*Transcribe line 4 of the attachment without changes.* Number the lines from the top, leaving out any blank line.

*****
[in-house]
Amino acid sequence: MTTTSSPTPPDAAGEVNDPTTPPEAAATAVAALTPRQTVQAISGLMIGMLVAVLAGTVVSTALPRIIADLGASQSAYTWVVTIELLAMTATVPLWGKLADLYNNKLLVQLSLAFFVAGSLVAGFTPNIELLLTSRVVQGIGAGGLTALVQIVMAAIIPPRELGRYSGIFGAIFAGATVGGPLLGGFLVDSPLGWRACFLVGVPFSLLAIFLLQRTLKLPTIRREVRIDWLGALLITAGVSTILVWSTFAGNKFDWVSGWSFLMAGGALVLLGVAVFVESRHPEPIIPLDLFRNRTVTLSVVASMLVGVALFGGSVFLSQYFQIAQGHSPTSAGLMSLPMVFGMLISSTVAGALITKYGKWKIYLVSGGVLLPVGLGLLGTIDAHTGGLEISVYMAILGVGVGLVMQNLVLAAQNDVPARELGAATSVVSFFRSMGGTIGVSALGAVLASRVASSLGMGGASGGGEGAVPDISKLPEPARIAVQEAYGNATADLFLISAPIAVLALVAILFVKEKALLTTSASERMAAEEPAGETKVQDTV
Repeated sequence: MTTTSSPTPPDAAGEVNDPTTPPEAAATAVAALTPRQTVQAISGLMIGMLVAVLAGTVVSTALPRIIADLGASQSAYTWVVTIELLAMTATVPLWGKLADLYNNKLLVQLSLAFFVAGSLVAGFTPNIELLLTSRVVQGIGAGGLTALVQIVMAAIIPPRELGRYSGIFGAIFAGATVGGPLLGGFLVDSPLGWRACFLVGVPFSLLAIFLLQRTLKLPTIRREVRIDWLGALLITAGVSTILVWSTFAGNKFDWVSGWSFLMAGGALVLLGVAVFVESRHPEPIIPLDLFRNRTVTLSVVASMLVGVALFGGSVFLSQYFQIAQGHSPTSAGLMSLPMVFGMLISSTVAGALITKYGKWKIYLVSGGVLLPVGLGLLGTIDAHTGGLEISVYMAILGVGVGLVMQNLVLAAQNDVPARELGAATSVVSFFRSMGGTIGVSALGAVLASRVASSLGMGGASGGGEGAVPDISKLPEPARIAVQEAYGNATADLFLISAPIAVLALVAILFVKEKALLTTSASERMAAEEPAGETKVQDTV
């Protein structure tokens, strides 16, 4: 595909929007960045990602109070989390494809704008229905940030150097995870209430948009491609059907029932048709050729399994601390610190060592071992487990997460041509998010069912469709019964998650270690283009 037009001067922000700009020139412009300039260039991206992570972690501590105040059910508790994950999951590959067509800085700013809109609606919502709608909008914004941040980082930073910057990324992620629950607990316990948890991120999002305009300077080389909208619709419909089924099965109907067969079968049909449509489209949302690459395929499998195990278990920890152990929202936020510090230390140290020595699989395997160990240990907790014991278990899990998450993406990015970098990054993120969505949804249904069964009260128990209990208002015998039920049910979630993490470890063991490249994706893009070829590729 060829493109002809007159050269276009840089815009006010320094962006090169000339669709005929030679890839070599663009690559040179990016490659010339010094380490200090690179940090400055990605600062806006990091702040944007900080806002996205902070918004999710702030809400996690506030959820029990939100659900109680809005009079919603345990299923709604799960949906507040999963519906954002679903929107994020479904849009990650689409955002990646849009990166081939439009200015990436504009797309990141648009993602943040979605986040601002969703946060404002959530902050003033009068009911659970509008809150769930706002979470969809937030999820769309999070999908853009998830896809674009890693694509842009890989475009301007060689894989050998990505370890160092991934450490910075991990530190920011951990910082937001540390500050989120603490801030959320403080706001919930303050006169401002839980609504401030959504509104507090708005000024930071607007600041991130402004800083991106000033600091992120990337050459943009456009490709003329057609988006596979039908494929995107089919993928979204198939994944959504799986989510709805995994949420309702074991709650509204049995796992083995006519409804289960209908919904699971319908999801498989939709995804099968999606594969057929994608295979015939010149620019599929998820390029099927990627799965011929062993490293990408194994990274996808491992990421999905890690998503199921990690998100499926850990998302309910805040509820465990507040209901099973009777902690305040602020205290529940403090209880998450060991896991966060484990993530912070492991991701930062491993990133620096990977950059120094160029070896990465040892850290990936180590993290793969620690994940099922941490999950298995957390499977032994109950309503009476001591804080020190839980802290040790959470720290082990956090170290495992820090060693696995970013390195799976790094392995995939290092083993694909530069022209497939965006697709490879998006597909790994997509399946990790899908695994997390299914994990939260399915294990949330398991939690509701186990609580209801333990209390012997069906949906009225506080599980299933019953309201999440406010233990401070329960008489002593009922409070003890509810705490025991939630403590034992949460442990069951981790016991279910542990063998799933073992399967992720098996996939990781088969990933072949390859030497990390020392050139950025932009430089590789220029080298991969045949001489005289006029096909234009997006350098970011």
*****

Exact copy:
């Protein structure tokens, strides 16, 4: 595909929007960045990602109070989390494809704008229905940030150097995870209430948009491609059907029932048709050729399994601390610190060592071992487990997460041509998010069912469709019964998650270690283009 037009001067922000700009020139412009300039260039991206992570972690501590105040059910508790994950999951590959067509800085700013809109609606919502709608909008914004941040980082930073910057990324992620629950607990316990948890991120999002305009300077080389909208619709419909089924099965109907067969079968049909449509489209949302690459395929499998195990278990920890152990929202936020510090230390140290020595699989395997160990240990907790014991278990899990998450993406990015970098990054993120969505949804249904069964009260128990209990208002015998039920049910979630993490470890063991490249994706893009070829590729 060829493109002809007159050269276009840089815009006010320094962006090169000339669709005929030679890839070599663009690559040179990016490659010339010094380490200090690179940090400055990605600062806006990091702040944007900080806002996205902070918004999710702030809400996690506030959820029990939100659900109680809005009079919603345990299923709604799960949906507040999963519906954002679903929107994020479904849009990650689409955002990646849009990166081939439009200015990436504009797309990141648009993602943040979605986040601002969703946060404002959530902050003033009068009911659970509008809150769930706002979470969809937030999820769309999070999908853009998830896809674009890693694509842009890989475009301007060689894989050998990505370890160092991934450490910075991990530190920011951990910082937001540390500050989120603490801030959320403080706001919930303050006169401002839980609504401030959504509104507090708005000024930071607007600041991130402004800083991106000033600091992120990337050459943009456009490709003329057609988006596979039908494929995107089919993928979204198939994944959504799986989510709805995994949420309702074991709650509204049995796992083995006519409804289960209908919904699971319908999801498989939709995804099968999606594969057929994608295979015939010149620019599929998820390029099927990627799965011929062993490293990408194994990274996808491992990421999905890690998503199921990690998100499926850990998302309910805040509820465990507040209901099973009777902690305040602020205290529940403090209880998450060991896991966060484990993530912070492991991701930062491993990133620096990977950059120094160029070896990465040892850290990936180590993290793969620690994940099922941490999950298995957390499977032994109950309503009476001591804080020190839980802290040790959470720290082990956090170290495992820090060693696995970013390195799976790094392995995939290092083993694909530069022209497939965006697709490879998006597909790994997509399946990790899908695994997390299914994990939260399915294990949330398991939690509701186990609580209801333990209390012997069906949906009225506080599980299933019953309201999440406010233990401070329960008489002593009922409070003890509810705490025991939630403590034992949460442990069951981790016991279910542990063998799933073992399967992720098996996939990781088969990933072949390859030497990390020392050139950025932009430089590789220029080298991969045949001489005289006029096909234009997006350098970011």